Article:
When law, religion, manufacturing collide
Protest at kosher meat-packing plant focuses on immigration issues, but working conditions also a concern
The New York Times reported Sunday about a protest at a Postville, IA kosher meat-packing plant . The protest, led by Jewish and Catholic religious officials, immigration reform activists and Hispanic community leaders, protested the recent detaining of almost 400 illegal immigrants, most from Guatemala. Beyond the immigration issue, however, were complaints of poor working conditions at the Agriprocessors facility , the nation’s largest kosher meat processor, and calls for additional safety and machine training of all workers at the facility. Jewish leaders have criticized working conditions at the plant, and questioned whether the working conditions should cause Jews to reconsider buying heat and poultry processed at the facility. A counter-protest by those opposed to providing amnesty for illegal immigrants was also held, but no incidents were reported.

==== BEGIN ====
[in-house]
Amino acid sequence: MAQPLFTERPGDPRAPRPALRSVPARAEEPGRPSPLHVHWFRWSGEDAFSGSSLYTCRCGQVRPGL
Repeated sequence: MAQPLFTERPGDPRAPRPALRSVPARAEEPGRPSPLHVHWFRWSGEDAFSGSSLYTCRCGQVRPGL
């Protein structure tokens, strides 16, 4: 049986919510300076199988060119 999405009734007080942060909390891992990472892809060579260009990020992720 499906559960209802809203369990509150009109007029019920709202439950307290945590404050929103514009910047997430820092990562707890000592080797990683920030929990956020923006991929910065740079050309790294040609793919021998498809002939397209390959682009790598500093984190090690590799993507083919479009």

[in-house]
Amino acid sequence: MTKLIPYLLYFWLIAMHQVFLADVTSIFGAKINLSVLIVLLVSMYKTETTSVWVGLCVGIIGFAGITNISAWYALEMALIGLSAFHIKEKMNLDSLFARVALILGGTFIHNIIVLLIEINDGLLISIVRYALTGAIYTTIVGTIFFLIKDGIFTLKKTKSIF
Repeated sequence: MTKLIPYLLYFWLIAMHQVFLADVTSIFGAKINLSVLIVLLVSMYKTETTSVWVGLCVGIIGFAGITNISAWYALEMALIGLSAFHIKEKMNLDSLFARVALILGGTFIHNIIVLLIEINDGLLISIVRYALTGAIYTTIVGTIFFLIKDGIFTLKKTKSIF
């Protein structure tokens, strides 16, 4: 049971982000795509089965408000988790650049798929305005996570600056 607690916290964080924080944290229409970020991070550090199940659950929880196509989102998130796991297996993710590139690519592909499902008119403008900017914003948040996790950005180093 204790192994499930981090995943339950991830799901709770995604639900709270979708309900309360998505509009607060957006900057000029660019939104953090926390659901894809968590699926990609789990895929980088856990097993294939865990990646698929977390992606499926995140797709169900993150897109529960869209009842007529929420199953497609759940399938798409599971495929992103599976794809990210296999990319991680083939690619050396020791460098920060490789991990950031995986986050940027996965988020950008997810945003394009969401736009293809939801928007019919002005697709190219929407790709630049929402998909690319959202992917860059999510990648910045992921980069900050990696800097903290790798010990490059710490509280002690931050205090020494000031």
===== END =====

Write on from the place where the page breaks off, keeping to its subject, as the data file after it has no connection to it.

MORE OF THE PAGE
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Annual Salary Survey
After almost a decade of uncertainty, the confidence of plant floor managers is soaring. Even with a number of challenges and while implementing new technologies, there is a renewed sense of optimism among plant managers about their business and their future.
The respondents to the 2014 Plant Engineering Salary Survey come from throughout the U.S. and serve a variety of industries, but they are uniform in their optimism about manufacturing. This year’s survey found 79% consider manufacturing a secure career. That’s up from 75% in 2013 and significantly higher than the 63% figure when Plant Engineering first started asking that question a decade ago.